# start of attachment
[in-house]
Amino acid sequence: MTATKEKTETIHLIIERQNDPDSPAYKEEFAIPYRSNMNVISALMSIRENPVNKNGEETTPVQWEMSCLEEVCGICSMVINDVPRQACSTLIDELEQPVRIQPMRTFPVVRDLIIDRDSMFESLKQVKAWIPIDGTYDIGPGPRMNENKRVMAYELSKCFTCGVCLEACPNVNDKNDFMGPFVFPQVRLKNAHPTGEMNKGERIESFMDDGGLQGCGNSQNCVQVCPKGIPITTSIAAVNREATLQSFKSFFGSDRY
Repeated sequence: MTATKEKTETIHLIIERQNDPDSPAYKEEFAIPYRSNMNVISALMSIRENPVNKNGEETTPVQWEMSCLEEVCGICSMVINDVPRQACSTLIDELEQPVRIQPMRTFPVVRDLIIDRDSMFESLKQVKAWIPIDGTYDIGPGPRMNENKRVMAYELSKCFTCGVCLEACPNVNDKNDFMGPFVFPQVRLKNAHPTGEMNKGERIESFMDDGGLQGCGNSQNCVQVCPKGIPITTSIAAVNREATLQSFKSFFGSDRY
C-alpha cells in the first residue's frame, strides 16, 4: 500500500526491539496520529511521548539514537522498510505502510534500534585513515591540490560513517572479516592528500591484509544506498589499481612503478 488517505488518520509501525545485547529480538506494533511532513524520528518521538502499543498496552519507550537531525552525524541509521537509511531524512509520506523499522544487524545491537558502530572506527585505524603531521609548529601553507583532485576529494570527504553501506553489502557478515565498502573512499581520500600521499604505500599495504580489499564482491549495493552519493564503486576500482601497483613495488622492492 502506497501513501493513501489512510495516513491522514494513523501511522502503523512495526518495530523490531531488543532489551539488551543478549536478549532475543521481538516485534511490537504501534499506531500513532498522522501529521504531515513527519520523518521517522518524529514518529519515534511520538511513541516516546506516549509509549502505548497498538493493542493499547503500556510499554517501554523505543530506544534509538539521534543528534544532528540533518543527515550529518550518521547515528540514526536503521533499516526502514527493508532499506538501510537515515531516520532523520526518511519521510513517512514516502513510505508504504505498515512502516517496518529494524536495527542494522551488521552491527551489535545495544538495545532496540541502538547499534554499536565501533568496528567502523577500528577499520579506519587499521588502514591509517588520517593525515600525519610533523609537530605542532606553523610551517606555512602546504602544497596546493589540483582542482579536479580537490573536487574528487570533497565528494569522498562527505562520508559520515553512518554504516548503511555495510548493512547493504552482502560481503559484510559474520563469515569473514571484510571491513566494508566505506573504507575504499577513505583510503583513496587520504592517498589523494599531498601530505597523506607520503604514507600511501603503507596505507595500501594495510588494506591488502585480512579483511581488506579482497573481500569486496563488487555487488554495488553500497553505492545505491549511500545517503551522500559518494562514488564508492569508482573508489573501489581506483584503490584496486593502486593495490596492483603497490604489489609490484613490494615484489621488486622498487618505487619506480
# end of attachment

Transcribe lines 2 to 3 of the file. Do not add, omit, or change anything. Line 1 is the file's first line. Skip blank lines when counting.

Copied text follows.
Amino acid sequence: MTATKEKTETIHLIIERQNDPDSPAYKEEFAIPYRSNMNVISALMSIRENPVNKNGEETTPVQWEMSCLEEVCGICSMVINDVPRQACSTLIDELEQPVRIQPMRTFPVVRDLIIDRDSMFESLKQVKAWIPIDGTYDIGPGPRMNENKRVMAYELSKCFTCGVCLEACPNVNDKNDFMGPFVFPQVRLKNAHPTGEMNKGERIESFMDDGGLQGCGNSQNCVQVCPKGIPITTSIAAVNREATLQSFKSFFGSDRY
Repeated sequence: MTATKEKTETIHLIIERQNDPDSPAYKEEFAIPYRSNMNVISALMSIRENPVNKNGEETTPVQWEMSCLEEVCGICSMVINDVPRQACSTLIDELEQPVRIQPMRTFPVVRDLIIDRDSMFESLKQVKAWIPIDGTYDIGPGPRMNENKRVMAYELSKCFTCGVCLEACPNVNDKNDFMGPFVFPQVRLKNAHPTGEMNKGERIESFMDDGGLQGCGNSQNCVQVCPKGIPITTSIAAVNREATLQSFKSFFGSDRY